Currently there is no standard or outside governance of content in mobile apps. Since iOS 3.0, Apple has been rating apps on a scale of 4+ to 17+, based on the age that it deems the consumer should be in order to view the content. On the Android side, developers can set their own ratings on their apps. They can choose to mark the app suitable for Everyone or choose between Low, Medium, or High Maturity.
The ESRB has been in existence since 1994. It has traditionally rated retail packaged console and computer games on its standardized system, however, more recently it has begun rating digitally downloaded content such as those purchased and downloaded through Steam, Xbox Marketplace, and the PlayStation Store. The ESRB has several ratings and defines each category on its website. Typically the rating is accompanied by additional information on the game’s packaging about the type of content in the game.
Standardized ratings would allow consumers who do not wish to view certain types of content or who are purchasing for another person, such as a child, to make more educated and informed decisions about the games and apps they purchase. If this system is the same or similar to the ones already used for console and computer games, many consumers would already be familiar with the classifications.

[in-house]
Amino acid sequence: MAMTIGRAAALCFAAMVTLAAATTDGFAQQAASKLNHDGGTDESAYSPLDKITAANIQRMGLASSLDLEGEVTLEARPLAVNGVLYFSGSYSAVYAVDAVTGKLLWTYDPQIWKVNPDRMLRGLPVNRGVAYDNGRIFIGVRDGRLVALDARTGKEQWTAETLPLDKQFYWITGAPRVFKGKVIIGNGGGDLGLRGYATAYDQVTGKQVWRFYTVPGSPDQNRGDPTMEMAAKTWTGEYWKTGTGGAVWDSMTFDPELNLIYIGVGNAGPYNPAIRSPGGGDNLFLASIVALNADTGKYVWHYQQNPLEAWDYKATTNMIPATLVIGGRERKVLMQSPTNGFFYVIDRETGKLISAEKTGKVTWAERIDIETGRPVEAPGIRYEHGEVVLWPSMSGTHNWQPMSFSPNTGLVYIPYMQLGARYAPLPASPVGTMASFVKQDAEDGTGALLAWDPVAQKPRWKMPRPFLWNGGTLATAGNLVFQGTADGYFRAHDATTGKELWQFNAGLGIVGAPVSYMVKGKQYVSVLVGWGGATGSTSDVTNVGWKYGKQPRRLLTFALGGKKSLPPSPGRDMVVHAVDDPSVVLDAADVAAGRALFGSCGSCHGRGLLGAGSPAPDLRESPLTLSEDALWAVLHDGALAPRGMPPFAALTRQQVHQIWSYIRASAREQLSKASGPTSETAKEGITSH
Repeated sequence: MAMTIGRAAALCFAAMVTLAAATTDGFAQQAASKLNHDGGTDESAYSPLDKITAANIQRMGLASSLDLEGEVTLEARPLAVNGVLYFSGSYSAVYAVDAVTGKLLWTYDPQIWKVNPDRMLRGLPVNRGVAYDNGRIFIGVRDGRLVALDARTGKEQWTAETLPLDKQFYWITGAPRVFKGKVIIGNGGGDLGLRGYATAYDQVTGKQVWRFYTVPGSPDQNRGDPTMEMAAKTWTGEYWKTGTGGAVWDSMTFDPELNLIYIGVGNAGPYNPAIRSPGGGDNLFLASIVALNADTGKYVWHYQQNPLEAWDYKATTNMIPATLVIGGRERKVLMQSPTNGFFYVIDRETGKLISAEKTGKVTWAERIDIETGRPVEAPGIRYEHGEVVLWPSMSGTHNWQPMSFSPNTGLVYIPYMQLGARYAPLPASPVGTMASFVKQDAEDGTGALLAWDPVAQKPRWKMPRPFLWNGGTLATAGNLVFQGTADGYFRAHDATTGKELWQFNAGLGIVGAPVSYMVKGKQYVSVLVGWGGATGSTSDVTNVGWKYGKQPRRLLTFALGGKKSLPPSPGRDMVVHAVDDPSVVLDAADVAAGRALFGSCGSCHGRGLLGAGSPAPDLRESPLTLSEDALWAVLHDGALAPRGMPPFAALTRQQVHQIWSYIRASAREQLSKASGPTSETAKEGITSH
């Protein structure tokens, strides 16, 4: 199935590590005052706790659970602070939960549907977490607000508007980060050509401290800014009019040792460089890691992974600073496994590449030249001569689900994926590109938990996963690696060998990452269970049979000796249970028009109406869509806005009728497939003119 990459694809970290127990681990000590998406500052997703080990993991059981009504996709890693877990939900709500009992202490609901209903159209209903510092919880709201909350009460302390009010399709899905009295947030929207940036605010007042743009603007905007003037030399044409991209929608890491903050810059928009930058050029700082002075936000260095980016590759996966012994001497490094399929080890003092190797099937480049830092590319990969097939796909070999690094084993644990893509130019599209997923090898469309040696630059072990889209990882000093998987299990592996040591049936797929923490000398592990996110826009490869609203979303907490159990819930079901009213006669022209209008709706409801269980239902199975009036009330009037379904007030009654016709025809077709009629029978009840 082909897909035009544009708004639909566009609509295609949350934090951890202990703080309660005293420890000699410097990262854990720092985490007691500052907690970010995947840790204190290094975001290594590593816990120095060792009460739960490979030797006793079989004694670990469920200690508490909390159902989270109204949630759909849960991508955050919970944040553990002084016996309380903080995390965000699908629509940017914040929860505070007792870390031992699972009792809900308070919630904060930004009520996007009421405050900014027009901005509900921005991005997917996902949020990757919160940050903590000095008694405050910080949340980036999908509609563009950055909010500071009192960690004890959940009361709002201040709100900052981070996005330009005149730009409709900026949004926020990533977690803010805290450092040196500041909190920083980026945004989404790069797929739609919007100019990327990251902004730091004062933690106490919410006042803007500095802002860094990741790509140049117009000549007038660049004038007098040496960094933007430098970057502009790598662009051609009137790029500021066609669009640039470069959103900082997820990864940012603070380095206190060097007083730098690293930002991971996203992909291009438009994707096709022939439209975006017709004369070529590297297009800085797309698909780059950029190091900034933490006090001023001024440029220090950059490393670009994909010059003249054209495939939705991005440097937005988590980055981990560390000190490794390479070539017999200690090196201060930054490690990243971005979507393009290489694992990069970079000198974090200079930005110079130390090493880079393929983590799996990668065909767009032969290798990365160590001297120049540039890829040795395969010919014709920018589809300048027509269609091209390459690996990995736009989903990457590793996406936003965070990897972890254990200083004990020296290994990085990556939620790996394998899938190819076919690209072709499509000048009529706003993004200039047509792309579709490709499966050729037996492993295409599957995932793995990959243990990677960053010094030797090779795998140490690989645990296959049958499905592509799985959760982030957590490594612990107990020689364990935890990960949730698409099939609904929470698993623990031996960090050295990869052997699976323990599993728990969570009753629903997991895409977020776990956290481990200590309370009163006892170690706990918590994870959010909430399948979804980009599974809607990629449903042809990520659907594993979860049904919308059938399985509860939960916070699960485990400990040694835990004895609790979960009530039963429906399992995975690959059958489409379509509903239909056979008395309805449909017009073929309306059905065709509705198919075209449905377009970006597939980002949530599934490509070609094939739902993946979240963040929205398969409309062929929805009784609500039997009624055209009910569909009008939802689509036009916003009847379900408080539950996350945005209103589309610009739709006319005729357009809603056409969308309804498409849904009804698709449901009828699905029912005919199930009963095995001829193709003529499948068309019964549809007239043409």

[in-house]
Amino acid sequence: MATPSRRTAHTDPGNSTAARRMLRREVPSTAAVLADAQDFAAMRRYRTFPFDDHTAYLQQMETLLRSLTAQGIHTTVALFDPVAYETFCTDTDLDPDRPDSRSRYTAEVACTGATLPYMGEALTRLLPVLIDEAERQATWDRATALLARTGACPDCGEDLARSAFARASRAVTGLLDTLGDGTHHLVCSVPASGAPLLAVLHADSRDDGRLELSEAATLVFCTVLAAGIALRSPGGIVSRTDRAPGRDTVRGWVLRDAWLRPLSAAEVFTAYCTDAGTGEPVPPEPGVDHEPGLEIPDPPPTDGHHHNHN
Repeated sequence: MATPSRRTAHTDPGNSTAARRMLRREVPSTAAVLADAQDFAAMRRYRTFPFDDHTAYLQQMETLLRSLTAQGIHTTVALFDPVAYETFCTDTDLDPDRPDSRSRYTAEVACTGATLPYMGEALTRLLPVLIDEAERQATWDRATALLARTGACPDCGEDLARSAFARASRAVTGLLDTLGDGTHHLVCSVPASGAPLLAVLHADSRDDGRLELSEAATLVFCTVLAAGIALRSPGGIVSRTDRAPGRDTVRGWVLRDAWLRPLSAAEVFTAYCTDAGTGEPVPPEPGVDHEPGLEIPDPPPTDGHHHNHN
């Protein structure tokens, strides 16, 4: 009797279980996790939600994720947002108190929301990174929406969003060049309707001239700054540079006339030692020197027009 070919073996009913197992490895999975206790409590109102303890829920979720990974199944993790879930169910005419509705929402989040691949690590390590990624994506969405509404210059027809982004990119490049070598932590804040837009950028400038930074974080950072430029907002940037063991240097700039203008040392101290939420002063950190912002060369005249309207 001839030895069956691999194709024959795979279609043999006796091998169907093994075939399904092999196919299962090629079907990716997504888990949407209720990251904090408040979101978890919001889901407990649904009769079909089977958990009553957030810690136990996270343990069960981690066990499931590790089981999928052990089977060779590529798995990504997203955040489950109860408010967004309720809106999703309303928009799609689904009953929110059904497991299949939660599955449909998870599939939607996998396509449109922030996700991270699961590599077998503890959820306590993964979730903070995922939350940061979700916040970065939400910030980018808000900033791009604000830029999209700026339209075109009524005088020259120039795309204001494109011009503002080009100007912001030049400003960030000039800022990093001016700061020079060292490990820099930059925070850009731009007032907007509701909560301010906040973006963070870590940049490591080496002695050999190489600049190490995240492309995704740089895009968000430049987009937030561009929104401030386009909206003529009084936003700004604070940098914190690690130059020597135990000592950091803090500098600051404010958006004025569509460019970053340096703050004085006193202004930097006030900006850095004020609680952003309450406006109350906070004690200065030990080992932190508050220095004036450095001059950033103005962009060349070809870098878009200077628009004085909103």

The ESRB rating system is completely voluntary, however most U.S. retailers will not carry a game that has not gone through the rating systems or has gone through and received an Adults Only rating, which is reserved for games with the most graphic content. These limitations on sales effectively force developers to submit their games to the ESRB and censor the content at the Mature 17+ level or below. It will be interesting to see if Apple, Android, Microsoft, etc. will require apps and games to be rated by the ESRB before being offered in their respective stores. If so, this could have a major impact on the censorship of content, the cost to the consumer, as well as time it takes to get an app released.
No official announcement has occurred yet, however, Gamasutra is reporting that there will be an announcement at an event next Tuesday in Washington, D.C. If this does come to fruition, we will be looking to see the details of each ratings level, to what extent each digital distributer will be embracing and enforcing the system, and who will be footing the bill to implement and maintain the system. We will be sure to keep you up-to-date once the official announcement has been made.